Same-store sales lifted 3 percent in the quarter. This consisted of 4 percent price and a 2 percent bump in traffic, offset by 3 percent mix. That change in mix was attributed to early discounts to spark trial for Sweetpass (the brand’s new subscription program) and customers moving toward in-store ordering and mobile pickup as opposed to the expensive delivery channel. AUV was $2.9 million. Total digital sales mixed 59 percent, with approximately two-thirds coming from first-party channels.

The company is making progress toward profitability. Adjusted EBITDA was $3.3 million in Q2, compared to a loss of $7.8 million in 2022. It marked sweetgreen’s first positive adjusted EBITDA quarter since becoming public in 2021. In the first half of 2023, adjusted EBITDA was a loss of $3.4 million, better than the loss of $24.8 million last year. 

Net loss was $27.3 million in Q2 versus $40.5 million in the year-ago period. The improvement was due to a $7.9 million increase in restaurant-level profit, a $2.7 million jump in interest income, and a decrease in G&A. 

Much of the financial improvement can be traced to labor adjustments. At the start of 2023, sweetgreen introduced a new regional manager model that brings “more empowerment at the restaurant level, get our teams closer to our customers, and reduce support center expenses related to field oversight,” Neman said. In the spring, the brand empowered head coaches to spend more time on the floor coaching employees and engaging guests.

 The brand has also found opportunities to simplify the back of house by receiving pre-made ingredients instead of making them inside the store. For instance, sweetgreen receives pre-packaged dressings—ones that don’t have fresh herbs in them.

“As we’ve talked about before, we’re very careful on what we touch around our food ethos. And so we test things,” Neman said. “We’re very careful about what things we change because we know what people love about us is the quality that we bring. And so we do expect to do more things, but we will do them very carefully over time.”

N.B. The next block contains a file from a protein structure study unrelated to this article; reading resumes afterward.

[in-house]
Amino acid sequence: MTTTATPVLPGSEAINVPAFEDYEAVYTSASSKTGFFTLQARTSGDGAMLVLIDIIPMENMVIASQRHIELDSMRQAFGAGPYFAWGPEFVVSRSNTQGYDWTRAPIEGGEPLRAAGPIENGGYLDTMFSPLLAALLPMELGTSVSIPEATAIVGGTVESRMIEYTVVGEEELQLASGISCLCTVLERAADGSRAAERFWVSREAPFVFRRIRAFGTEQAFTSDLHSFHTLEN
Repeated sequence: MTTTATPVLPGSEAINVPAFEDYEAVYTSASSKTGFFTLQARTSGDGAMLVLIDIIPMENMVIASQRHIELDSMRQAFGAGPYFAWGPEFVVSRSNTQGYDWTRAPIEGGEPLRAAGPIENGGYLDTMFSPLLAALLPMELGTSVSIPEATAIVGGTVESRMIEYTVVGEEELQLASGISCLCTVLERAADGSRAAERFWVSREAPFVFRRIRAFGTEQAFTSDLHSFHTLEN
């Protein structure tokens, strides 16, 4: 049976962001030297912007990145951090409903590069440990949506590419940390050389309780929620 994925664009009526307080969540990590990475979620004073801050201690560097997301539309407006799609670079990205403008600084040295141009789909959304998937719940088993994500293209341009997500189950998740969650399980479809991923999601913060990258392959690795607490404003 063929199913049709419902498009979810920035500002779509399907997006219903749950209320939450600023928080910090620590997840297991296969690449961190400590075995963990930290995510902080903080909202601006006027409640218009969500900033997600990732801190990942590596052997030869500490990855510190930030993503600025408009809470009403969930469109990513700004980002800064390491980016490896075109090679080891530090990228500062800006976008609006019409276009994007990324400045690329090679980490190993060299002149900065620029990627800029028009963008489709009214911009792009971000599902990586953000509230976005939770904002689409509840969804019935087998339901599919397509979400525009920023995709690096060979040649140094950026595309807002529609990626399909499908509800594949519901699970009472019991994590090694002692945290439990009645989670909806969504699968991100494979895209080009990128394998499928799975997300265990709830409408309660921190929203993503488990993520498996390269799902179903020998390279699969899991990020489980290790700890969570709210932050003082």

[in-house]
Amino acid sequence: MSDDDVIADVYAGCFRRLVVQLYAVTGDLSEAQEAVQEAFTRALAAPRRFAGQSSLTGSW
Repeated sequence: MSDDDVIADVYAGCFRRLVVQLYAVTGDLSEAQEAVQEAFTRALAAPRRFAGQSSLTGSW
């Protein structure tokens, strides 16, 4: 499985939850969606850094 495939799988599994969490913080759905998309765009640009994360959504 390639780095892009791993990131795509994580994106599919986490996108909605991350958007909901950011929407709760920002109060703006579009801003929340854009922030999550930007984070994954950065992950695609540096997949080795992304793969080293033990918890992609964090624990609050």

As a result, the company has seen increases in frontline throughput, lower turnover, and better 90-day retention metrics. Overall, the chain experienced a 285-basis-point improvement in labor costs compared to the first quarter. Stores are fully staffed and there’s been an ease in wage pressures. 

Soon, sweetgreen will test digital and in-store tipping in Northern California. The system will be launched systemwide by the end of 2023. 

Because of second-quarter results, sweetgreen adjusted its guidance to reflect a higher restaurant-level margin and lower adjusted EBITDA loss. The chain projects margins between 16-18 percent and adjusted EBITDA loss between $10 million and zero; previously it was 15-17 percent and a loss between $13 million and $3 million. The fast casual also foresees same-store sales growth between 2 and 6 percent, 30-35 net new openings, and revenue ranging from $575 million to $595 million. 

“We see pathways for further margin expansion and are unrelenting in our search to find efficiencies in G&A,” Neman said. “We are keenly focused on continuing to be a high revenue growth company and becoming both profitable and cash flow positive.”

Fast Casual, Finance, Growth, Story, Sweetgreen